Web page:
SweepSouth, a company specialising in on-demand home cleaning services on the African continent, has that announced it has secured R10m in new funding.
The funding comes from the Vumela Fund, as well as from its existing investor, Vinny Lingham and Llew Claasen’s firm, Newtown Partners. The Vumela Fund is capitalised by the First Rand Group and the Jobs Fund and managed by FNB in an alliance relationship with Edge Growth.
SweepSouth had an impressive 2015, coming off of a winning pitch at the SiMODiSA Startup SA conference in October 2014. This was followed by an April 2015 Series Seed funding round from a team of top tech investors, led by Vinny Lingham and Llew Claasen’s firm Newtown Partners and including Pule Taukobong’s Africa Angels Network (AAN) and Polo Leteka Radebe’s Identity Development Fund (IDF). The startup finished the year as the first South African startup selected to participate in the 500 Startups accelerator in Silicon Valley, between July and November 2015.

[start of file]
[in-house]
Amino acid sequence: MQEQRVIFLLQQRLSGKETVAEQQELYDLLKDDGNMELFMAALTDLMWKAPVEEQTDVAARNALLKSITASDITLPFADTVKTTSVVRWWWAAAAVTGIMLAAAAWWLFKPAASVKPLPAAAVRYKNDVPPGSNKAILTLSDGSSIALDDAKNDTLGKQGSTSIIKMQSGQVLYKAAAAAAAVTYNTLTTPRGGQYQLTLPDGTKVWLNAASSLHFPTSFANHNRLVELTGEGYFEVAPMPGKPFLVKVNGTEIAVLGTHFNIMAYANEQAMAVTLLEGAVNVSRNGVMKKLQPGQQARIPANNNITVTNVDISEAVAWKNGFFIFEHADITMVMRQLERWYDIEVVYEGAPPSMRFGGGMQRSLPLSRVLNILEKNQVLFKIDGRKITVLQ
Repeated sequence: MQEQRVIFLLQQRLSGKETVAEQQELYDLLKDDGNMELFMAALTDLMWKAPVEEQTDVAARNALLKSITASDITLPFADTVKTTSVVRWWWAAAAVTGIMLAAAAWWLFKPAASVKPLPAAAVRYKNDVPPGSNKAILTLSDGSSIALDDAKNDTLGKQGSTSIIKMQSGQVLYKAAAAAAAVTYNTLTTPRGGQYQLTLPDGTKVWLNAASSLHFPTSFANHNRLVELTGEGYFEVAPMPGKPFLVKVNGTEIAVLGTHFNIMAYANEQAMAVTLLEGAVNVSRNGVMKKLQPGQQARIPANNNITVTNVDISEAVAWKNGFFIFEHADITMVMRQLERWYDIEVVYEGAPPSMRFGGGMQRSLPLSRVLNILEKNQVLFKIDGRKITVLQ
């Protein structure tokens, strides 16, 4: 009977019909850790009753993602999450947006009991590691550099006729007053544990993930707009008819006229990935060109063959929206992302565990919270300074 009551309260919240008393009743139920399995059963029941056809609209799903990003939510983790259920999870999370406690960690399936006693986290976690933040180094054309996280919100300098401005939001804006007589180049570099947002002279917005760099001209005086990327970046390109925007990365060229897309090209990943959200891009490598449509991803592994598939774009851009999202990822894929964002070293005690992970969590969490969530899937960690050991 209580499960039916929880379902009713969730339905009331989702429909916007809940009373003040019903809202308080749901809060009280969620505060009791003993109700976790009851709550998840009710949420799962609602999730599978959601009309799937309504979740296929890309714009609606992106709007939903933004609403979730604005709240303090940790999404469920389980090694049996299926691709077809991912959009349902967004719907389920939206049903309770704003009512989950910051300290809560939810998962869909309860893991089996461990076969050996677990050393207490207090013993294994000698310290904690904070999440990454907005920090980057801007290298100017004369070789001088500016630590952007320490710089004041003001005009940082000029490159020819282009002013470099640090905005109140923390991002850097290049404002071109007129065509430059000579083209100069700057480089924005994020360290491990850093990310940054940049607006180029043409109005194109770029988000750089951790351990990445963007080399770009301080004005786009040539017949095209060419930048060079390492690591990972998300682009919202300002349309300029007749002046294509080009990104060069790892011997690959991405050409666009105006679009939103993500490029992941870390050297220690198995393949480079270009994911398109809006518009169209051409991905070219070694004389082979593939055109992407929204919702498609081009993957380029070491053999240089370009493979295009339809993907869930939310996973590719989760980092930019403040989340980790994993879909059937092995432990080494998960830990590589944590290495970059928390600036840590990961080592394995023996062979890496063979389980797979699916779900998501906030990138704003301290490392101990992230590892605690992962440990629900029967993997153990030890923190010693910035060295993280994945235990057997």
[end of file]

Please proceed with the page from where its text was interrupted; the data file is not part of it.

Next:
“The start of 2016 suggests a year that will be no less exciting for us,” says Aisha R. Pandor, CEO of SweepSouth. “With this major new cash injection from the Vumela Fund, we can further expand our rapidly growing national footprint.”
SweepSouth was founded on the belief that the home cleaning industry needed modernisation through technology as well as a change in mindset towards the belief that everyone deserves access to dignified work at decent pay. “As we expand we can offer so many more work opportunities,” says Pandor. SweepSouth has created thousands of job opportunities in the last few months for women, the vast majority of whom were unemployed, resulting in over 100 000 hours of cleaning being completed over this time.
“Edge Growth is an experienced and respected investor who shares our passion for job creation and social transformation. We’ve loved interacting with their team and are excited about utilising this investment to continue our rapid growth and create sustainable work for thousands of cleaners in the next year” said Pandor.